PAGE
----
Iron is essential to microbial life, but it can be scarce in many environments. So bacteria gather this nutrient and stash it away within intracellular compartments they can draw from when external sources dry up. Now, scientists have repurposed a recently discovered iron-storing compartment in bacteria, engineering the microbes to store silver instead of iron in order to produce silver nanoparticles for industrial uses (ACS Synth. Biol. 2016, DOI: 10.1021/acssynbio.6b00117).
Silver nanoparticles—commonly used in antimicrobial coatings for bandages, clothing, and other products—are usually manufactured at industrial scales in processes that employ high temperatures or large amounts of chemical reagents. With engineered bacteria, these nanoparticles could be mass-produced by fermenting microbes in ways similar to those used to make vitamins, antibiotics, or beer.
To make these minuscule metal globs, Pamela A. Silver and Tobias W. Giessen of Harvard University turned to a 20-sided capsulelike structure in bacteria known as encapsulin, which holds iron-storing proteins that pack the capsule full of iron. The researchers removed the gene that encodes encapsulin’s iron-storing protein from Thermotoga maritima bacteria and replaced it with the sequence for a short protein that precipitates elemental silver instead. Then they transferred the entire genetic piece into an easy-to-grow laboratory strain of Escherichia coli. As a result, these structures in the engineered E. coli stuffed themselves with silver from their growth medium, forming symmetrical nanoparticles about 13 to 15 nm in diameter. The team broke open the cells to isolate and purify the nanoparticles.
When tested against five laboratory strains of bacteria, including common pathogens such as Salmonella typhimurium, the bacterial nanoparticles had twice the antimicrobial activity as commercially available silver nanoparticles or silver salts. This surprisingly strong antimicrobial activity could be because the microbe-made particles tend to be more uniformly sized than commercial mixes, says David F. Savage of the University of California, Berkeley, who was not involved with the study. The new study “is a really nice use of this new class of compartments,” he adds. “This is one of the first real applications of using them for something like this.”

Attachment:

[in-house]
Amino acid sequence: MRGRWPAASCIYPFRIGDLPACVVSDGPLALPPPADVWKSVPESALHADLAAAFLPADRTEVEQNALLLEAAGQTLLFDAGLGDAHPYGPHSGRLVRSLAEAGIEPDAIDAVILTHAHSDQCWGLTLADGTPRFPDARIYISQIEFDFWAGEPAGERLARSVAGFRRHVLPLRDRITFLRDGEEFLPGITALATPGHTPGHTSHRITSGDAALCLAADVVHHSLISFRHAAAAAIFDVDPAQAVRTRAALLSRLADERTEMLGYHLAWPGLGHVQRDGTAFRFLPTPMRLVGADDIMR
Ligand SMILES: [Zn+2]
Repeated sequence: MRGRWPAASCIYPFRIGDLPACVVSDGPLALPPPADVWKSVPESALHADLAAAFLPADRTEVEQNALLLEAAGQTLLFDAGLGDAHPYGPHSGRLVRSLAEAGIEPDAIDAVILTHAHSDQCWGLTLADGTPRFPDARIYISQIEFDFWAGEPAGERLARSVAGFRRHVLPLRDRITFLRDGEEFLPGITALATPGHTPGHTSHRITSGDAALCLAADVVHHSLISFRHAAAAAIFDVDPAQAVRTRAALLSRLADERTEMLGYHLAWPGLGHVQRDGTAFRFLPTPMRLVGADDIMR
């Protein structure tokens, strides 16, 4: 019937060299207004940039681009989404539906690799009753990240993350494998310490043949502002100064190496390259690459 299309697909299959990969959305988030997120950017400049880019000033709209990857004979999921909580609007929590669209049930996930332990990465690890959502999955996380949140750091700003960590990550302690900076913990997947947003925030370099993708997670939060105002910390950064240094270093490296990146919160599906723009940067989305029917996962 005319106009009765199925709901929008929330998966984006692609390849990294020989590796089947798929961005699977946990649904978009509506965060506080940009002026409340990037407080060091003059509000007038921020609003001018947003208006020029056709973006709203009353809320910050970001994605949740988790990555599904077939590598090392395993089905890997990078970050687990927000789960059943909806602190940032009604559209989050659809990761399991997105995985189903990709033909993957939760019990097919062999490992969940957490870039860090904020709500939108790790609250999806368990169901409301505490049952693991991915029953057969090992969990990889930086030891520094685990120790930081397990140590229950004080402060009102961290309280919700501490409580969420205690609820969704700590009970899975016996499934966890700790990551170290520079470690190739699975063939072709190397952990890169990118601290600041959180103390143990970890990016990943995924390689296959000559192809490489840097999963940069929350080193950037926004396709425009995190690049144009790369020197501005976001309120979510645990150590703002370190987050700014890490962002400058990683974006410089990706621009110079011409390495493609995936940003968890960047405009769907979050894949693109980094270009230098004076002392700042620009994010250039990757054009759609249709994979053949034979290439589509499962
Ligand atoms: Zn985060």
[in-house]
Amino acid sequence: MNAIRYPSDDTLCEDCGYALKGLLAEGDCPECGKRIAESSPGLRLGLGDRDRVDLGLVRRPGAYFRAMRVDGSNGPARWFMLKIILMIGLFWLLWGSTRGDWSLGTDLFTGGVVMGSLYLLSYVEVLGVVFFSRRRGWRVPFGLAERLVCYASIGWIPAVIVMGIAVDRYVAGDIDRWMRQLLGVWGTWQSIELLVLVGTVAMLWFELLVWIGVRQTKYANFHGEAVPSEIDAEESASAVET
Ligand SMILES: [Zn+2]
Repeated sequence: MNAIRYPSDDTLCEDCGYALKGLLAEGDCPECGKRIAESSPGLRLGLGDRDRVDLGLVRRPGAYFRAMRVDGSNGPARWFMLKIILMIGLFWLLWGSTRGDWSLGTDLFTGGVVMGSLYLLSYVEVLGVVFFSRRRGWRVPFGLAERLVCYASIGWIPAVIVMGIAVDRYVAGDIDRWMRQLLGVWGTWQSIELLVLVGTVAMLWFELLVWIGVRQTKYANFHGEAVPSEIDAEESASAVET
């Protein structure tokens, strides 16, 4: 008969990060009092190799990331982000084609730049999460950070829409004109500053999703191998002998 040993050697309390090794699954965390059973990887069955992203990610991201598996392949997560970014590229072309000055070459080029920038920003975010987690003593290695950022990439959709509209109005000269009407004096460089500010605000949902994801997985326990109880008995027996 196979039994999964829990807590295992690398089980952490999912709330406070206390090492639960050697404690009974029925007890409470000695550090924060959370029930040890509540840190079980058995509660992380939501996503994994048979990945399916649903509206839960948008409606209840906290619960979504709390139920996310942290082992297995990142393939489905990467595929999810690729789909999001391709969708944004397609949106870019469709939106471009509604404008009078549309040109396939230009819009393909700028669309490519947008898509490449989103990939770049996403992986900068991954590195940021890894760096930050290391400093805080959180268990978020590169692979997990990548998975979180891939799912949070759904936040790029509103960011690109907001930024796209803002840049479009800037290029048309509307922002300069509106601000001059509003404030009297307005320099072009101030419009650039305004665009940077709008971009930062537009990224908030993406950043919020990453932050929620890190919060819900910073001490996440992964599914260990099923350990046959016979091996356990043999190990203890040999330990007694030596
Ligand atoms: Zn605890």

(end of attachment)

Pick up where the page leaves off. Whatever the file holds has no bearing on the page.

In the past, researchers have made similar metallic nanostructures by engineering virus particles or another iron-storing protein known as ferritin, which result in particles about 21 to 50 nm or 5 to 8 nm in diameter, respectively. But it wasn’t previously possible to make silver nanoparticles in the 13 to 15 nm range formed by encapsulins, Geissen says, and this size range is essential for antimicrobial activity. In future work, encapsulins could be engineered to make other kinds of similarly sized metal particles with catalytic, magnetic, or other properties.
Scaling this process up could offer an alternative, greener route to making silver nanoparticles under mild conditions that results in less chemical waste to dispose. But the cells may need to be further engineered to produce more encapsulins per cell, increasing the nanoparticle yield, according to Martin J. Warren of the University of Kent.
Nonetheless, the advantages of turning to microbes for large-scale manufacture may have “less to do with efficiency and more to do with needing less toxic chemicals,” says Todd O. Yeates of the University of California, Los Angeles.